We had read that the roads were poor and signs virtually non-existent, but to our pleasant surprise we found driving pretty easy – there’s hardly any traffic on the main roads, and road signs were accurate if not plentiful. A phone app with a map of Cuba got us out of trouble a few times, and we filled up whenever we came across a petrol station. On the minor roads, we got stuck behind a few horse-and-carts – still the most common way to get about in Cuba – but it was cool pulling up at traffic lights next to a 1950s classic convertible or two!
After Havana, we chose to focus on Cayo Coco for the beaches and then head south to Trinidad, a must in any itinerary.
After a long drive from Havana, passing through the pretty town of Santa Clara – the final resting place of Che Guevara – you approach the island of Cayo Coco via a 27km causeway that cuts in half the Bay of Dogs (Bahia de Perros). The causeway passes through a beautiful area of swamps and scrubland, populated by wild cattle. A flock of pink flamingos was resting in the shallow water just off the roadside.
Accommodation in Cayo Coco is in big, all-inclusive tourist hotels; we stayed at the Hotel Mojito, part of the Iberostar chain and set on a stunning Caribbean beach. It reminded me of being a kid on family holidays in Spain in the 1970s! With nightly magic shows, cabarets, and play areas in abundance, the children loved it. We also drove the short distance to the famous Playa Pilar on Cayo Guillermo, billed as one of the most stunning beaches in the area. Fine, pure sand with crystal clear water makes this a memorable place.
It’s the town of Trinidad, however, that will really take your breath away.
Where to begin with this UNESCO World Heritage Site? It was in the nearby sugar plantations a couple of hundred years ago where Spanish merchants and owners made their money. They spent it on building large mansions filled with Italian frescoes, French ornaments and Wedgwood china. Luckily for us, nothing much has changed since the 1850s and many of these former mansions have now been converted into casas particulares, or private guesthouses, where you can marvel at the 200-year-old beams and be served coffee in genuine antique china. Thanks to recent changes in the privatisation laws, there are literally hundreds of beautiful places to stay and plenty of good restaurants.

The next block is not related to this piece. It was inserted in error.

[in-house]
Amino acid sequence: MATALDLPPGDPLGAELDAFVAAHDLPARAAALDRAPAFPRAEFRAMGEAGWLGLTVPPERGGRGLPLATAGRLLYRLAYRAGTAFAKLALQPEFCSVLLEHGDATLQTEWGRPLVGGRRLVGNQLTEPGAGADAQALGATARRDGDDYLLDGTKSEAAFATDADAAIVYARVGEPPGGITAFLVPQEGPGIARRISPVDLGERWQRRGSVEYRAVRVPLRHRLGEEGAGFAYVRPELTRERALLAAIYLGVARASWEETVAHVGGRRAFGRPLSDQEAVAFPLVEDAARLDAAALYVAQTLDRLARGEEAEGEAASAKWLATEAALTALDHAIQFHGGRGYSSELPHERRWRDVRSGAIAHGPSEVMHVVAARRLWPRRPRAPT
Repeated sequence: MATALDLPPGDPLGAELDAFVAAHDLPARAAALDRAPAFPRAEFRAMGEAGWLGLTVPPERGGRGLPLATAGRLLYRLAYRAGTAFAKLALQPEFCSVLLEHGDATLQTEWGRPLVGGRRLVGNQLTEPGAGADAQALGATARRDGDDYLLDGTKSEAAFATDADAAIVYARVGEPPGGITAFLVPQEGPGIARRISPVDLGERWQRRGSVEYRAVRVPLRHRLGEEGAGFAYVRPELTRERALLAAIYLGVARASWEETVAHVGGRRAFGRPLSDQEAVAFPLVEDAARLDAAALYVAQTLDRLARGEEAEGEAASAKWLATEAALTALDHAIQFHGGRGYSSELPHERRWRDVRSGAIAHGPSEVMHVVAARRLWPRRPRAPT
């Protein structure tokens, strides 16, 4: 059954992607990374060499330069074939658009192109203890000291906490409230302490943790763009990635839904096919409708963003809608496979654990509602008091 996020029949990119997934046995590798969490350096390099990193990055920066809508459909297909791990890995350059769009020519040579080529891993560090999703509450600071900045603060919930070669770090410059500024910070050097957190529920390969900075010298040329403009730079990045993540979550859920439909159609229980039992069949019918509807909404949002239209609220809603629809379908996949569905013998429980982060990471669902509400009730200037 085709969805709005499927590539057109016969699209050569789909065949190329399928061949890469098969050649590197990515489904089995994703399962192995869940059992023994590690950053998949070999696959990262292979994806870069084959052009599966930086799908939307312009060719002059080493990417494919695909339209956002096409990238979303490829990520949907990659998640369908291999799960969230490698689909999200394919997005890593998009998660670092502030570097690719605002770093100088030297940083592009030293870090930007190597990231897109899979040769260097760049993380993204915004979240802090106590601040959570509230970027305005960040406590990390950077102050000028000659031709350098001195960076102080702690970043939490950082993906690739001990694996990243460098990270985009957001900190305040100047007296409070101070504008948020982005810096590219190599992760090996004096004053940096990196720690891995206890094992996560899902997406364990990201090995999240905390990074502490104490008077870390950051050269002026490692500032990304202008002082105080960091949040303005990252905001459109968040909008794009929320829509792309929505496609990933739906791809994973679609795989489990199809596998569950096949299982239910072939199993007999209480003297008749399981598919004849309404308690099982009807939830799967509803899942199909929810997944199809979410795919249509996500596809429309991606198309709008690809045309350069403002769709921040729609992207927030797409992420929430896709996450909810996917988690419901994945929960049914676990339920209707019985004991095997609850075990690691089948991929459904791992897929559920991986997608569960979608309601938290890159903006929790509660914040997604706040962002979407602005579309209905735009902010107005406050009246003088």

We hadn’t booked a hotel in Trinidad, and after a quick walk around town we happened upon the Hostal Lola, just renovated by a local family. The next three nights, including evening meals, cost the equivalent of just one night in our hotel in Havana.
The streets are mostly cobbled and all eventually lead to the Plaza Mayor or main square, flanked by museums, churches and historical houses, and at its heart the pastel-yellow bell tower of the former convent of San Francisco de Assisi. Wandering the atmospheric streets, taking in the atmosphere and browsing the artisan shops are enough to keep you occupied. If you fancy more, the pretty beaches of Playa Ancon and La Boca are a short drive away.
Heading back to Havana, we broke our journey at Cienfuegos, a coastal town with a distinct French Riviera feel, influenced by the French pioneers who settled there after 1819. This neoclassical city has wide, tree-lined boulevards laid out in a perfect grid formation, and was also named a World Heritage Site by UNESCO, in 2005. Sugar merchants built mansions and palaces, some of the prettiest ones in Cuba, along the Punta Gorda, a wafer-thin peninsular which cuts across the bay. We had lunch right on the waterfront, while other tourists lounged on the pontoons and slipped lazily into the sea to cool off.
With three children in tow and five different hotels in 11 nights, this wasn’t our most relaxing holiday ever; but we got to see things in Cuba we can’t see anywhere else in the world – and that’s why you should go.
Meanwhile, 11 million Cubans are poised for what will happen next. The US trade embargo is still in place and it will take a vote in the US Congress to lift it, but many Cubans are ready to embrace capitalism and its trappings. So if you to want see what Cuba was like in the “old days” you still have time, but start planning your trip now.
* Cuba has two currencies: convertibles and pesos; tourists use convertibles.
* Take cash, especially euros and British pounds. US dollars don’t talk in Cuba, and you can’t use any US-affiliated credit cards. In fact, US citizens aren’t officially allowed to make any transactions in Cuba.
* English is well spoken in the large hotels and casas particulares (private guesthouses or rooms rented by families) but it would help to have some knowledge of Spanish outside of the tourist spots.
* You’ll need a visa, also known as a Tourist Card. As British passport holders, we arranged ours in person at the Cuban Embassy in London; they were issued on the spot. Check with your own embassy for the rules and restrictions according to your nationality.
* The Iberostar Parque Central in Havana costs around S$250 per room with breakfast.
* The Iberostar Mojito on Cayo Coco costs around S$100 per room, all inclusive for two people.
* The Hostal Lola in Trinidad costs around S$40 per room for bed and breakfast for two people.
This article was first published in the October 2015 issue of the magazine.